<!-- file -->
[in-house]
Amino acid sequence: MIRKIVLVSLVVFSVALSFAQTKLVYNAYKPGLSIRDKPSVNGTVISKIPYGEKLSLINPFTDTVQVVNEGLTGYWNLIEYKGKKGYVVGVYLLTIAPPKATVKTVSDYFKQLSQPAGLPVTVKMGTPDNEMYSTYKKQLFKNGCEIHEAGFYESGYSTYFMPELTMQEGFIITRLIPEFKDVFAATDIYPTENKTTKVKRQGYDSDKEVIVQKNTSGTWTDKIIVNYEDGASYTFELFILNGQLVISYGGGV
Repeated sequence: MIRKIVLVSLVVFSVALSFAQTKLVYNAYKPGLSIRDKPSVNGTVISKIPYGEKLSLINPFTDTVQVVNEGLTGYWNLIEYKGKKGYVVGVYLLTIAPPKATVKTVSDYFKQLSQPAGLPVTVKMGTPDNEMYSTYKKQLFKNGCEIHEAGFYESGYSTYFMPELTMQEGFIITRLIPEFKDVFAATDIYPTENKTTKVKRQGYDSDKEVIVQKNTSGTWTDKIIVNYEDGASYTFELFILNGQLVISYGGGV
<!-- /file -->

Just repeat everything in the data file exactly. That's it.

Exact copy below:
[in-house]
Amino acid sequence: MIRKIVLVSLVVFSVALSFAQTKLVYNAYKPGLSIRDKPSVNGTVISKIPYGEKLSLINPFTDTVQVVNEGLTGYWNLIEYKGKKGYVVGVYLLTIAPPKATVKTVSDYFKQLSQPAGLPVTVKMGTPDNEMYSTYKKQLFKNGCEIHEAGFYESGYSTYFMPELTMQEGFIITRLIPEFKDVFAATDIYPTENKTTKVKRQGYDSDKEVIVQKNTSGTWTDKIIVNYEDGASYTFELFILNGQLVISYGGGV
Repeated sequence: MIRKIVLVSLVVFSVALSFAQTKLVYNAYKPGLSIRDKPSVNGTVISKIPYGEKLSLINPFTDTVQVVNEGLTGYWNLIEYKGKKGYVVGVYLLTIAPPKATVKTVSDYFKQLSQPAGLPVTVKMGTPDNEMYSTYKKQLFKNGCEIHEAGFYESGYSTYFMPELTMQEGFIITRLIPEFKDVFAATDIYPTENKTTKVKRQGYDSDKEVIVQKNTSGTWTDKIIVNYEDGASYTFELFILNGQLVISYGGGV